An Orthodox View
Set amid the spacious greenery of the embassy, the church, which dates back more than a century, has recently been restored to its former glory. Cleaned and repainted, the church was being used as a garage during much of the Soviet period. Given its compact size and onion dome, its grounds resemble a village church in Crimea or Volgograd. But this is Beijing and the church hopes to give China’s small Orthodox community a place to continue growing.
Pozdnyaev estimated that his Beijing flock is nearly 400 strong, and that at least 50 regularly attend Sunday service, which are usually conducted by laymen. The figure swells by several hundred more when a festival like Pashca (Orthodox Easter) occurs, even though local law forbids locals from attending services on foreign diplomatic properties.
Given Beijing’s influx of Russian traders and students, the numbers filling Beijing’s only functioning Orthodox church have been steady. Last year more than 300 marched as part of an Easter procession on the grounds of the Russian embassy in Beijing.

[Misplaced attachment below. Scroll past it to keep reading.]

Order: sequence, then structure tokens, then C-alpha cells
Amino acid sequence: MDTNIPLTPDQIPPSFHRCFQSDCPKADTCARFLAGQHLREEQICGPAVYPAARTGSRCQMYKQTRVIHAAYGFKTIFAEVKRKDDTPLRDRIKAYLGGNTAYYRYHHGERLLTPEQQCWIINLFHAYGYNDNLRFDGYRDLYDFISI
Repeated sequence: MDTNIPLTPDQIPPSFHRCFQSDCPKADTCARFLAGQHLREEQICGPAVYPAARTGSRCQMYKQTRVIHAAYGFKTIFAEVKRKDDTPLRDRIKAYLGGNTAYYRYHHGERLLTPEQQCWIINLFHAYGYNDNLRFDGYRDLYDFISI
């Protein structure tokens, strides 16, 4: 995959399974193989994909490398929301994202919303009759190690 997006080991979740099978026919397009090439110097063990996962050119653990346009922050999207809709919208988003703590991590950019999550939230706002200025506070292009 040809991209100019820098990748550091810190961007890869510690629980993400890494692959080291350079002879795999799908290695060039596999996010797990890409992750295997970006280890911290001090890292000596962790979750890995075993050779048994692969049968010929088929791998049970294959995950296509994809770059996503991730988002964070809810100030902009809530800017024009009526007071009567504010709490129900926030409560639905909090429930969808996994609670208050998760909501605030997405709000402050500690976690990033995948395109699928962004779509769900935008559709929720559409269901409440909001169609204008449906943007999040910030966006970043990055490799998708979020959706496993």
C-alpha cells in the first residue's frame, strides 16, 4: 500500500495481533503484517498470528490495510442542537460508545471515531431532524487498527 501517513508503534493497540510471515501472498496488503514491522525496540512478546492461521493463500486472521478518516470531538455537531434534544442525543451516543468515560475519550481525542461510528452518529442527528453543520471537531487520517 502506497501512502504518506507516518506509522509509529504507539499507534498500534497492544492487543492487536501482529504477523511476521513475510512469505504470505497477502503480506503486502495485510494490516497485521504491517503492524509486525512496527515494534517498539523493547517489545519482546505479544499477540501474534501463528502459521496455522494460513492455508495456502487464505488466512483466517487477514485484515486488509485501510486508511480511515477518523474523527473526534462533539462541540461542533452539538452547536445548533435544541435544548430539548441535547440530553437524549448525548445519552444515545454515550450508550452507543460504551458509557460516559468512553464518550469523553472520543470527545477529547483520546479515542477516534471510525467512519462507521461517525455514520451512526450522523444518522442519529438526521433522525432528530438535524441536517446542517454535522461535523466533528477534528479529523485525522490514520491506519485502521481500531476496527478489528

Apart from Russia and Greece, the Eastern Orthodox church has a significant following across Eastern Europe, but its following in Beijing, explained Pozdnyaev, is very international. Most are Russian “but there are even French, American and British people.” Multi-national worshippers brought dyed Paschal eggs for blessing during a recent nighttime Easter procession.